Testing the CSF BMW S58 G8X Intake Manifold

The BMW S58 engine is pretty impressive, directly based on BMW’s sturdy diesel engines, it is capable of producing over 1000 hp with just bolt-on mods.  One of the bolt-on mods that is needed to support big power gains is a new intake manifold with an improved intercooler.  We had previously tested CSF Racing’s offering for the B58B30C and B58M30O1 engines found on the A90 and A91 Supras with great results.  For the BMW variant of the B58, CSF went all out to improve their already excellent design by teaming up with heat exchanger manufacturer PWR.

PWR is renowned for its heat exchangers with their parts being used in everything from NASCAR to F1.  The intake manifold is a joint development program using the engineering prowess of both CSF and PWR.  The manifold is designed to be a direct bolt-on replacement for the stock BMW part with absolutely no messing around needed.  CSF spent a lot of time with high-resolution scanning of the engine bay and the stock manifold with test fitting using 3D printed parts to make sure the manifold would fit perfectly for an easy installation.  The manifold is primarily made of CNC-machined aluminum parts taken off of the 3D printed prototypes.

The S58 uses direct injection to provide the primary fuel.  This is how the turbocharged engine can have an 11:1 compression ratio and why the engine is so resistant to detonation on E85.  However, it is difficult to modify direct injection to get the high fuel flows needed for big power numbers. To accommodate big power, secondary conventional injection is used by most tuners.  The CSF intake manifold comes with the bosses and fuel rail so you can add your injectors with ease.

The CSF intake manifold also has bosses for nitrous port injection if you wanted to use it.

You can see that the manifold comes with a fuel rail and all the fittings needed to use it.  It also comes with a plastic heat-isolating intake gasket that keeps heat from the cylinder head from conducting into the manifold itself.


  1. That’s an impressive piece and holy hell that can be done with modern cars as far as power outputs. One thing I do wonder though is… every time I see CFD of manifolds published it’s always as if the manifold is sitting loose – throttle body flowing to every port at once. I’m not sure it’d make a difference, and it’d be more setup work, but intuitively it seems like seeing if flow is equal with only one cylinder at a time fully open would be more realistic. Has experience showed that it doesn’t matter, and or is this just kind of a “beauty shot” as a subset of a lot of different test cases? Because obviously it works, I’m just curious as to the thought process.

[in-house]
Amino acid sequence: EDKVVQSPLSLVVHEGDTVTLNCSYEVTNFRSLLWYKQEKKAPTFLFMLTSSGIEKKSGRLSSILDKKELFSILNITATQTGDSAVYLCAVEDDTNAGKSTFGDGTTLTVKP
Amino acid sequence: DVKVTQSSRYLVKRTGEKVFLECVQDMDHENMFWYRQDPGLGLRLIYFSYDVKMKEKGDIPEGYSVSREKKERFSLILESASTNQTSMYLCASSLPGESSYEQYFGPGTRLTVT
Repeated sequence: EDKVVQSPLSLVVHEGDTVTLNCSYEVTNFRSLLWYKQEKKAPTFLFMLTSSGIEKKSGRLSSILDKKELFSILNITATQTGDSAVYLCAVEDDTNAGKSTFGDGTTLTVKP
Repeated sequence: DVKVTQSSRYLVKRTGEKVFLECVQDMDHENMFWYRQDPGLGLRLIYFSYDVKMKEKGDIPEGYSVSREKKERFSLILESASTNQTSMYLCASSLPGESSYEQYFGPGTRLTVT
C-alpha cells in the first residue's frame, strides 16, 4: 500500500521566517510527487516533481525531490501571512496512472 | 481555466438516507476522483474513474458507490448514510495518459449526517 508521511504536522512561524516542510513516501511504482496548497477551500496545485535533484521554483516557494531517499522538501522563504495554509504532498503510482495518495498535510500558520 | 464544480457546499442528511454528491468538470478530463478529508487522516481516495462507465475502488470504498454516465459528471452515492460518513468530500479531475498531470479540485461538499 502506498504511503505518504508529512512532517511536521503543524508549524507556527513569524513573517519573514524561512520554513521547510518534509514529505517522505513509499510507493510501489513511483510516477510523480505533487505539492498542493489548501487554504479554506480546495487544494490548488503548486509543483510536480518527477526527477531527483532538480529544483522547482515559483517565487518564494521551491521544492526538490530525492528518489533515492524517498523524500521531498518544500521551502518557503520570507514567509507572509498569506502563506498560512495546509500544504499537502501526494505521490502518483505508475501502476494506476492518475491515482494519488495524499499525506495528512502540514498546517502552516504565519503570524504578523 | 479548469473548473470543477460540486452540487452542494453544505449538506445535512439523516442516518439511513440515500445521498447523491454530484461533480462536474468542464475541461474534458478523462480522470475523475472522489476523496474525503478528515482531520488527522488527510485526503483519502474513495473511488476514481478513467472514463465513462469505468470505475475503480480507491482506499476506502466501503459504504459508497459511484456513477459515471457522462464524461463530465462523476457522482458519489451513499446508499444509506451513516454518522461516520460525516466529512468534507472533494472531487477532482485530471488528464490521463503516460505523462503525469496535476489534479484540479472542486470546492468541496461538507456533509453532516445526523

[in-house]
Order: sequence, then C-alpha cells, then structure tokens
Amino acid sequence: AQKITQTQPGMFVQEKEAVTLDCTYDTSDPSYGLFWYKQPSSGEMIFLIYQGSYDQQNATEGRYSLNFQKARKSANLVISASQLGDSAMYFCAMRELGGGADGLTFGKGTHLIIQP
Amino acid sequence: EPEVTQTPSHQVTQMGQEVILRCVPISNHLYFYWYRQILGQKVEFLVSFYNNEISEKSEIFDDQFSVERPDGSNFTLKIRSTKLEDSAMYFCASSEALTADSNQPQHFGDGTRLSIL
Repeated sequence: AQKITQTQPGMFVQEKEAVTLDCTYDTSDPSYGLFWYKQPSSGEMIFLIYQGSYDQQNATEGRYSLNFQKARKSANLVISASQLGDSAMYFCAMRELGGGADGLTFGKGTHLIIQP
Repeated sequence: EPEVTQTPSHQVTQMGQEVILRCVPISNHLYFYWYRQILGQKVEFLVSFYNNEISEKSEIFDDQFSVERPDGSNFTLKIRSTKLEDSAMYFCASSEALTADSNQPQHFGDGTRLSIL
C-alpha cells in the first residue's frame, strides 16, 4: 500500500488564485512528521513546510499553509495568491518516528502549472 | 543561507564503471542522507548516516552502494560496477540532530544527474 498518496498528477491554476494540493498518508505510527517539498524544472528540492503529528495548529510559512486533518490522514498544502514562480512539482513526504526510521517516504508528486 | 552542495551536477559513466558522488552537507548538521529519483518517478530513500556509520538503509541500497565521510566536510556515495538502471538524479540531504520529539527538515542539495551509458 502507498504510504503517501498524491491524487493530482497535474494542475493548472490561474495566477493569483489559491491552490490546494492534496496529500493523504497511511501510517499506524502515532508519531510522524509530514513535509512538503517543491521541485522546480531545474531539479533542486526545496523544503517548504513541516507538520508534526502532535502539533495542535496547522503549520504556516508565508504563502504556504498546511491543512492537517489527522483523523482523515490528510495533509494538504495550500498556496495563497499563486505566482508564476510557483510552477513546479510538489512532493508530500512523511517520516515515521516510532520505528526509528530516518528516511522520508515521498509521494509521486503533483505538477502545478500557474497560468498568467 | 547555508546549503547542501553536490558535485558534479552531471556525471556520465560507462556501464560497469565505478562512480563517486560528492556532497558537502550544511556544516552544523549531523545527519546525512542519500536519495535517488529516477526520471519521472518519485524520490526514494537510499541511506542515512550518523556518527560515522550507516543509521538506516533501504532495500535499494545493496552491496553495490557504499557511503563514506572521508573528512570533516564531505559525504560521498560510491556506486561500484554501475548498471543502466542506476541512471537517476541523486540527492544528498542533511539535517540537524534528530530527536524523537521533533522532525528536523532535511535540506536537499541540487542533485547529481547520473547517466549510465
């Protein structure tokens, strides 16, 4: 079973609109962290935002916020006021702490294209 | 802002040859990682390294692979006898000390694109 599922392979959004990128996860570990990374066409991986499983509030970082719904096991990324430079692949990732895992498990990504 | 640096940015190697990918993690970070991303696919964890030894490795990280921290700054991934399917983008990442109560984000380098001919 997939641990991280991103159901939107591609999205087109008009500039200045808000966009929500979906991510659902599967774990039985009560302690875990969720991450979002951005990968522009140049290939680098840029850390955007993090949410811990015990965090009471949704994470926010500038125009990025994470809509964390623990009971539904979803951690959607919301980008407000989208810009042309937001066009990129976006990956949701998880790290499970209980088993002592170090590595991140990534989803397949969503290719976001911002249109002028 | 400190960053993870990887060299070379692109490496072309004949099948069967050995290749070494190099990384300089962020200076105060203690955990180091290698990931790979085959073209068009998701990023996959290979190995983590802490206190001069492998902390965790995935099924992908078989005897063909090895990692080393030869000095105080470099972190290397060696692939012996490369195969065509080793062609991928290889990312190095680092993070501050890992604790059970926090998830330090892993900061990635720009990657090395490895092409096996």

1. Good question. The way I figure, it’s all an approximation one way or another. When I did the exhaust manifold for my S2000, I did do one cylinder at a time. Either way, I don’t think basic CFD captures pulsation effects. It’s been 8-10 years since I used GT-Power, but they had added functionality at the time where you could import the 3d CAD and it’d create system model in GT-Power for you. The stuff you can analyze in GT-Power is amazing.

      1. I wonder too if just, every port open at once might be a worse case scenario anyway for distribution, maybe show some choke points that in practice don’t matter as much as they do in reality.

        Wish there was a realistic way for me to mess with GT-Power or one of the other 1d sims even at a more basic level. Too many areas of car stuff for one person to mess with in one lifetime.

          1. I should shoot them and email and at least see how many zeroes of dollars a seat would be; the GEMS GDA software was well within my means, for example, and I’ve had a few other instances of being surprised. As long as I’m over-ambitious and in over my head, why not shoot for the moon, right?

  2. The B58 and the S58 are not the same engine. Toyota has never received any version of a S58 engine ever for the A90 or A91 Supra. Hope this helps.

      1. You need to amend your sentence where you say the s58 is the bmw variant of the b58. Lol. They were both designed by bmw, the b58 released in 2015 long before there was a mk5 supra. Toyota is a customer of bmw for supra parts/chassis. They did lots of testing beforehand but the b58 is not their engine, never has been.

        1. They are pretty close to being the same engine. They are the same engine family. Just stuff like stronger pistons, higher pressure injectors, and twin turbos but most of the engine is the same and I bet parts interchange.

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